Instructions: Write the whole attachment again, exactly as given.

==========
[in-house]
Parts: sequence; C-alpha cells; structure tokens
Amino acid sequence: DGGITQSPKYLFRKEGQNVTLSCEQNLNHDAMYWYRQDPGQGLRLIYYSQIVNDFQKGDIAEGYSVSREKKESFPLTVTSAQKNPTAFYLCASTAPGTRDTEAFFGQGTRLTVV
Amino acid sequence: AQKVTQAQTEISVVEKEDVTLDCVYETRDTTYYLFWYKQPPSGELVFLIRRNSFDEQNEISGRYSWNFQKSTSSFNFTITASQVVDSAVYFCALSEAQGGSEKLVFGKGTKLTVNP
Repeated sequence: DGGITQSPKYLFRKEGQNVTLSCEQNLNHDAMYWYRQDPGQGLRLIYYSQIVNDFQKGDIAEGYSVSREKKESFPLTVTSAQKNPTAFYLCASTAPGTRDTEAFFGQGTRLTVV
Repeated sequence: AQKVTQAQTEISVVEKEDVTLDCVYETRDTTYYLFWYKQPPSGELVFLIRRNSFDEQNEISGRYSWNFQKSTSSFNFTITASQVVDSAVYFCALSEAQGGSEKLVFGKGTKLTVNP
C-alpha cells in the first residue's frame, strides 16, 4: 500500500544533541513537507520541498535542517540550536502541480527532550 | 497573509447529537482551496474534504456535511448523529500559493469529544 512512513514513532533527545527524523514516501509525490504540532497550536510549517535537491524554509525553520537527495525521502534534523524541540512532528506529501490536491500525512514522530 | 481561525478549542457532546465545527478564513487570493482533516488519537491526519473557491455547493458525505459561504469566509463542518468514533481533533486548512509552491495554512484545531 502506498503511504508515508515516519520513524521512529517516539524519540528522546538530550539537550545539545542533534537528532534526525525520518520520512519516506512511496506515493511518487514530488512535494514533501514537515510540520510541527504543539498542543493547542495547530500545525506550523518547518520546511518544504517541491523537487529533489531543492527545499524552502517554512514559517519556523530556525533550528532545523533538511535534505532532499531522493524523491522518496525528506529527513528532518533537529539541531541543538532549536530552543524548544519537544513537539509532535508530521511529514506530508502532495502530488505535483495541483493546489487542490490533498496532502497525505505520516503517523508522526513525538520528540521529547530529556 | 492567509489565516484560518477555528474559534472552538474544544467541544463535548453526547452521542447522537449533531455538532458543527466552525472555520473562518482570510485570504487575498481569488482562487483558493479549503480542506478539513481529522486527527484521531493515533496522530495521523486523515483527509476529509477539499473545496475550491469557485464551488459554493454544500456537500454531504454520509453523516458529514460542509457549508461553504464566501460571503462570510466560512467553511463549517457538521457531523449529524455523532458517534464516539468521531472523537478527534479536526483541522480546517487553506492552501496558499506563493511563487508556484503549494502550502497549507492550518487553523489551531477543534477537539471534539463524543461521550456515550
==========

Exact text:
[in-house]
Parts: sequence; C-alpha cells; structure tokens
Amino acid sequence: DGGITQSPKYLFRKEGQNVTLSCEQNLNHDAMYWYRQDPGQGLRLIYYSQIVNDFQKGDIAEGYSVSREKKESFPLTVTSAQKNPTAFYLCASTAPGTRDTEAFFGQGTRLTVV
Amino acid sequence: AQKVTQAQTEISVVEKEDVTLDCVYETRDTTYYLFWYKQPPSGELVFLIRRNSFDEQNEISGRYSWNFQKSTSSFNFTITASQVVDSAVYFCALSEAQGGSEKLVFGKGTKLTVNP
Repeated sequence: DGGITQSPKYLFRKEGQNVTLSCEQNLNHDAMYWYRQDPGQGLRLIYYSQIVNDFQKGDIAEGYSVSREKKESFPLTVTSAQKNPTAFYLCASTAPGTRDTEAFFGQGTRLTVV
Repeated sequence: AQKVTQAQTEISVVEKEDVTLDCVYETRDTTYYLFWYKQPPSGELVFLIRRNSFDEQNEISGRYSWNFQKSTSSFNFTITASQVVDSAVYFCALSEAQGGSEKLVFGKGTKLTVNP
C-alpha cells in the first residue's frame, strides 16, 4: 500500500544533541513537507520541498535542517540550536502541480527532550 | 497573509447529537482551496474534504456535511448523529500559493469529544 512512513514513532533527545527524523514516501509525490504540532497550536510549517535537491524554509525553520537527495525521502534534523524541540512532528506529501490536491500525512514522530 | 481561525478549542457532546465545527478564513487570493482533516488519537491526519473557491455547493458525505459561504469566509463542518468514533481533533486548512509552491495554512484545531 502506498503511504508515508515516519520513524521512529517516539524519540528522546538530550539537550545539545542533534537528532534526525525520518520520512519516506512511496506515493511518487514530488512535494514533501514537515510540520510541527504543539498542543493547542495547530500545525506550523518547518520546511518544504517541491523537487529533489531543492527545499524552502517554512514559517519556523530556525533550528532545523533538511535534505532532499531522493524523491522518496525528506529527513528532518533537529539541531541543538532549536530552543524548544519537544513537539509532535508530521511529514506530508502532495502530488505535483495541483493546489487542490490533498496532502497525505505520516503517523508522526513525538520528540521529547530529556 | 492567509489565516484560518477555528474559534472552538474544544467541544463535548453526547452521542447522537449533531455538532458543527466552525472555520473562518482570510485570504487575498481569488482562487483558493479549503480542506478539513481529522486527527484521531493515533496522530495521523486523515483527509476529509477539499473545496475550491469557485464551488459554493454544500456537500454531504454520509453523516458529514460542509457549508461553504464566501460571503462570510466560512467553511463549517457538521457531523449529524455523532458517534464516539468521531472523537478527534479536526483541522480546517487553506492552501496558499506563493511563487508556484503549494502550502497549507492550518487553523489551531477543534477537539471534539463524543461521550456515550